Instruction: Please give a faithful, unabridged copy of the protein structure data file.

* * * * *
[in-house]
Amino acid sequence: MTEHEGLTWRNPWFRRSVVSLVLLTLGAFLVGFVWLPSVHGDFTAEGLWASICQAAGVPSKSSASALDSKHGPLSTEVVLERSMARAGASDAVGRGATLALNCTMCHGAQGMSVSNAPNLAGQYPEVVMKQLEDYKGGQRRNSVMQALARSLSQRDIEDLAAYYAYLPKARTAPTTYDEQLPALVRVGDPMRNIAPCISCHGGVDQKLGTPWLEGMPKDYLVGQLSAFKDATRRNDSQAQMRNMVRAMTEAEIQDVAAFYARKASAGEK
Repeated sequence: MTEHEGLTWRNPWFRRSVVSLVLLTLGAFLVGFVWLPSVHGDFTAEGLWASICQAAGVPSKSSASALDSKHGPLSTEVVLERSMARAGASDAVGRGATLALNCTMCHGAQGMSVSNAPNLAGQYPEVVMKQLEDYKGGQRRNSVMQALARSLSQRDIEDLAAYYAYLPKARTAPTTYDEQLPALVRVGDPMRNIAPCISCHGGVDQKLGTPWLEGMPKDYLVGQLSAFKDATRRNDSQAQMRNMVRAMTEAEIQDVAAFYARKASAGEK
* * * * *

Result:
[in-house]
Amino acid sequence: MTEHEGLTWRNPWFRRSVVSLVLLTLGAFLVGFVWLPSVHGDFTAEGLWASICQAAGVPSKSSASALDSKHGPLSTEVVLERSMARAGASDAVGRGATLALNCTMCHGAQGMSVSNAPNLAGQYPEVVMKQLEDYKGGQRRNSVMQALARSLSQRDIEDLAAYYAYLPKARTAPTTYDEQLPALVRVGDPMRNIAPCISCHGGVDQKLGTPWLEGMPKDYLVGQLSAFKDATRRNDSQAQMRNMVRAMTEAEIQDVAAFYARKASAGEK
Repeated sequence: MTEHEGLTWRNPWFRRSVVSLVLLTLGAFLVGFVWLPSVHGDFTAEGLWASICQAAGVPSKSSASALDSKHGPLSTEVVLERSMARAGASDAVGRGATLALNCTMCHGAQGMSVSNAPNLAGQYPEVVMKQLEDYKGGQRRNSVMQALARSLSQRDIEDLAAYYAYLPKARTAPTTYDEQLPALVRVGDPMRNIAPCISCHGGVDQKLGTPWLEGMPKDYLVGQLSAFKDATRRNDSQAQMRNMVRAMTEAEIQDVAAFYARKASAGEK